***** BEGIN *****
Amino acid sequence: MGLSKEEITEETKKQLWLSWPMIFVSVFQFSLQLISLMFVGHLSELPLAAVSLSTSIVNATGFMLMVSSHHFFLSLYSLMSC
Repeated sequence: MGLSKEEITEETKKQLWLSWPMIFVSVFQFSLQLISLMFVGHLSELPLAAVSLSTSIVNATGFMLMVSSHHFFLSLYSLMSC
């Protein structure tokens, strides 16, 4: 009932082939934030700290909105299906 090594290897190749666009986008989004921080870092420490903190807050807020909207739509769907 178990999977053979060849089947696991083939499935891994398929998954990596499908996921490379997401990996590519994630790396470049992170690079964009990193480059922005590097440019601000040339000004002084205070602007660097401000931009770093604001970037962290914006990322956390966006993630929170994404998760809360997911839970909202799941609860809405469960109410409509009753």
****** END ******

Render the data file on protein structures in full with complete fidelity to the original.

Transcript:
Amino acid sequence: MGLSKEEITEETKKQLWLSWPMIFVSVFQFSLQLISLMFVGHLSELPLAAVSLSTSIVNATGFMLMVSSHHFFLSLYSLMSC
Repeated sequence: MGLSKEEITEETKKQLWLSWPMIFVSVFQFSLQLISLMFVGHLSELPLAAVSLSTSIVNATGFMLMVSSHHFFLSLYSLMSC
């Protein structure tokens, strides 16, 4: 009932082939934030700290909105299906 090594290897190749666009986008989004921080870092420490903190807050807020909207739509769907 178990999977053979060849089947696991083939499935891994398929998954990596499908996921490379997401990996590519994630790396470049992170690079964009990193480059922005590097440019601000040339000004002084205070602007660097401000931009770093604001970037962290914006990322956390966006993630929170994404998760809360997911839970909202799941609860809405469960109410409509009753």